Delayed weed control? Make it count

It can happen that the first herbicide application of the year is delayed to well past crop establishment. For canola fields that have not been sprayed, effective weed control may come down to one herbicide application – so make that application count.

Assess the situation in each field. Answers to the following questions can determine the course of action, including rates, tank mixes and more: How many weeds are present? How big are they? What species are they? What is the crop stage? What is the crop stage relative to the weed stage?

If weed population is higher than the crop population, and weeds are more advanced or at the same stage as the crop, the highest available rate of herbicide may be required to provide the best weed control.

Know the weeds present, and know the herbicide rate required to truly control those weeds.

If you have a lot of grassy weeds in a Liberty Link canola field, you will want to tank mix clethodim with the Liberty (glufosinate) at a rate suited to the infestation level. Or, if it’s a Clearfield or Falco crop, you may want to spray grassy weed herbicide early and save the partner broadleaf herbicide for a second pass. Those partner products can only be sprayed once per season. More details for each system.

If cleavers are a problem, a tank mix with quinclorac may be recommended. When using a tank mix, pay attention to the mixing order. It often changes based on the products in the mix. (For evidence of this, see the Liberty tech sheet linked at the very bottom of this article.) This is often critically important to avoid clumping and other major issues.

And finally, if the crop is moving toward the end of its herbicide spray window, it’s most likely that the crop will be sprayed only once. Under such circumstances, maximize herbicide efficacy by putting together an effective tank mix, choosing the higher herbicide application rate, and spraying under good conditions. (See the graph below for window of application for each product, and the table for rates and other details.)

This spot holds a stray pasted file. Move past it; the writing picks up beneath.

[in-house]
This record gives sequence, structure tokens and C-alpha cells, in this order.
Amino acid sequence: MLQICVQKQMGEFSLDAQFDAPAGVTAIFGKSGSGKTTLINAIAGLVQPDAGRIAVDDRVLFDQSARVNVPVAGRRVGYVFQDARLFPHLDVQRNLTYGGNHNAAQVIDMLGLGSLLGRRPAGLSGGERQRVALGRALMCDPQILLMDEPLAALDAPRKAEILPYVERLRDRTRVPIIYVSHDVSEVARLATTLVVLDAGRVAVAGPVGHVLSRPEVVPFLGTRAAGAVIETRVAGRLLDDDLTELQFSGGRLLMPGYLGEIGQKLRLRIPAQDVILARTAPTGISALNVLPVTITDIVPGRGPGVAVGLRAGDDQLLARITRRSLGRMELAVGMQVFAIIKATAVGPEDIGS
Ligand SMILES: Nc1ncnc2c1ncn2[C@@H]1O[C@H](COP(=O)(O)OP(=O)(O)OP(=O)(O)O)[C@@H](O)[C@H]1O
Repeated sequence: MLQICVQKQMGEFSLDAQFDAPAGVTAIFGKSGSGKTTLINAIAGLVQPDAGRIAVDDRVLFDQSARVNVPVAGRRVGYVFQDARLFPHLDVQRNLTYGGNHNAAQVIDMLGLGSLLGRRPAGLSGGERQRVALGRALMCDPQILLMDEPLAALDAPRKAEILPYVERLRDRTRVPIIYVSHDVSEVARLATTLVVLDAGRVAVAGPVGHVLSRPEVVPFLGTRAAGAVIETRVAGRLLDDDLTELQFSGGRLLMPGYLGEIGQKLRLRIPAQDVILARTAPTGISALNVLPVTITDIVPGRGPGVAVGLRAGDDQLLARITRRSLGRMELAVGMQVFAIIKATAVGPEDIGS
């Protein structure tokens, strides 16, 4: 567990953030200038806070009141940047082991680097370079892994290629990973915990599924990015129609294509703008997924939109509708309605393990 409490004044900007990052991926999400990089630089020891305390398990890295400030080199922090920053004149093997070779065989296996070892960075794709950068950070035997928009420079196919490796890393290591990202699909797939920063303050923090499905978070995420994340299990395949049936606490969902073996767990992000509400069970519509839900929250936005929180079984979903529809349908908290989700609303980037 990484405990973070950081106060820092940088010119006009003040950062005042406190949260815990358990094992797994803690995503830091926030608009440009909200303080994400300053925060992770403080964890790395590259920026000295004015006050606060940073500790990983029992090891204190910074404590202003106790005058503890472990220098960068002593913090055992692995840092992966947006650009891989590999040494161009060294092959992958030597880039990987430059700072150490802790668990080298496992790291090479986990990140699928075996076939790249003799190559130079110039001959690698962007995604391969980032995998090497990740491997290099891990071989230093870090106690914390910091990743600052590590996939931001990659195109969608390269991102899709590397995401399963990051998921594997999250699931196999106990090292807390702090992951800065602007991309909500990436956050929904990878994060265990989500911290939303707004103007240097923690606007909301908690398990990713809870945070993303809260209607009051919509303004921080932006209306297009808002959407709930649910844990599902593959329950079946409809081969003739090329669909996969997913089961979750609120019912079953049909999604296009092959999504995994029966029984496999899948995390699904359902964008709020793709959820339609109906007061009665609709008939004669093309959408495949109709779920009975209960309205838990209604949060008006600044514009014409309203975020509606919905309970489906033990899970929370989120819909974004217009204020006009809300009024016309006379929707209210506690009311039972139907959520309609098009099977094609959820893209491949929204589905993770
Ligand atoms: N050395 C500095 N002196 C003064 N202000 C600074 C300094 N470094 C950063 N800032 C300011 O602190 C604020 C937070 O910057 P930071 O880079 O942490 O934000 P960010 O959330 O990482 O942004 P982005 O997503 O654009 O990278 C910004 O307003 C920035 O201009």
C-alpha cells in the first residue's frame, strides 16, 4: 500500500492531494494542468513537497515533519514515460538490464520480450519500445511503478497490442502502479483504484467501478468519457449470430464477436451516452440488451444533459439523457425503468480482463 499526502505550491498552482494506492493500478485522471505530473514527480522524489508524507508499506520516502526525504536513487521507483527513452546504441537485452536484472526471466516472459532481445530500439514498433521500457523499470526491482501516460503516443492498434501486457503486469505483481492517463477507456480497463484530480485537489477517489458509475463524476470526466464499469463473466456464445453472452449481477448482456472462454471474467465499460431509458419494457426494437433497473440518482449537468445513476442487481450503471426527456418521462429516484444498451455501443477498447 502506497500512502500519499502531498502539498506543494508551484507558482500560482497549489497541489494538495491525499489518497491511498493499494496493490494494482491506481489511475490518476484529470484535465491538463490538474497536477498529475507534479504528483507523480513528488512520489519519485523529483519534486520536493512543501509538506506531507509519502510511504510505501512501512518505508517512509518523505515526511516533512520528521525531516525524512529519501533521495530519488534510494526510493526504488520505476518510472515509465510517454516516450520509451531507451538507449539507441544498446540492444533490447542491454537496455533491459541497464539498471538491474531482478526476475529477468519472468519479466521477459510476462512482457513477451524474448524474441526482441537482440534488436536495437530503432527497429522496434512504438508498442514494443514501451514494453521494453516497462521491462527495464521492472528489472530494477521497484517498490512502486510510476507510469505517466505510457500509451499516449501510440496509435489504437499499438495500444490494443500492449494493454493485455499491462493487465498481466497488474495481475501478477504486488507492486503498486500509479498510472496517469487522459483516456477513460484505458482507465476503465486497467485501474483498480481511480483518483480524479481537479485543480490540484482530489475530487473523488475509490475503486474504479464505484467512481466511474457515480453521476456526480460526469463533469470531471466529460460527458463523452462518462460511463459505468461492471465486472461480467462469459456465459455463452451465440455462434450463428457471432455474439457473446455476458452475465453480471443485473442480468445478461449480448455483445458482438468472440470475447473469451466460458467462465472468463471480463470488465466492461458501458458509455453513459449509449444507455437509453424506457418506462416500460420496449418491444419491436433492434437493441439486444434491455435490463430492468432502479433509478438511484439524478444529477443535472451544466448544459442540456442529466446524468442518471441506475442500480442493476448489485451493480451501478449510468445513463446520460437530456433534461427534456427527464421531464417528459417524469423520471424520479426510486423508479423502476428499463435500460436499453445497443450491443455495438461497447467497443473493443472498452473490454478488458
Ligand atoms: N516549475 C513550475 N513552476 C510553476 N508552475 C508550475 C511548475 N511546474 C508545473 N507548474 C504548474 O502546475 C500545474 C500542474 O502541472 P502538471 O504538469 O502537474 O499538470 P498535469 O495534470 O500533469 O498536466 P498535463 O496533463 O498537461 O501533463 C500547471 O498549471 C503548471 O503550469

Click to enlarge

In-crop herbicides for use in canola

Other weed factors this week

Rain delays and rainfastness. If the field was sprayed two hours ago and it has started to rain, will the herbicide work? Rainfast ratings will provide clues. If, for example, you applied a tank mix of clethodim (rainfast one hour) and Liberty/glufosinate (rainfast four hours), the grass weed control from the clethodim should be satisfactory. Glufosinate efficacy may be reduced, but it may provide enough control to get the job done. Be patient though. Glufosinate will take a few days to show activity. While you can see some yellowing in a few days, it takes a week or so to begin to gauge weed control. If rain is in the forecast and you’re wondering whether to spray, make a decision based on the longest rainfastness time among the products in a tank mix.

Weather delays and spray tank issues. Don’t leave the sprayer full of anything. Spray it out – emptying the tank and the booms. Then rinse it. Liberty 150SN formulation is more than 50 per cent genapol, a surfactant or soap that can clean and lift residues (including Group 2 residues) off tank walls, inside hoses, on nozzle screens and/or filters. Liberty is a great Group-2 scrubber. When Liberty sits in a sprayer tank and boom overnight, the Group-2 residue it scrubs from the sprayer tank and plumbing could cause damage to the canola crop. Sprayer clean-out tips.

Spraying in the wind. Low-drift nozzles and lowering spray pressure are good ways to reduce drift risk when wind conditions are at the top end of the acceptable range (20 km/h). More tips for spraying in the wind. Spray tank additives to reduce fines (Interlock, LI-700) can also reduce (but not eliminate) driftable droplets. Can I spray at night when winds are more calm?

Post-application scouting. Consider how long each herbicide takes to show control symptoms. Begin scouting after that period has elapsed and give the herbicide application an evaluation based on efficacy and escapes. If escapes show no clear pattern (like a sprayer miss) consider having them checked for herbicide resistance. If overall efficacy was less than expected, check spray-day notes on temperature, moisture, rainfall, rates, water rates, etc., and look for clues to what might be done next time to improve results. Maybe the product just isn’t that strong on the weeds in question. If you see injury to canola seedlings, look for patterns in the field and check your sprayer notes, paying attention to previous tanks, cleaning and delays.

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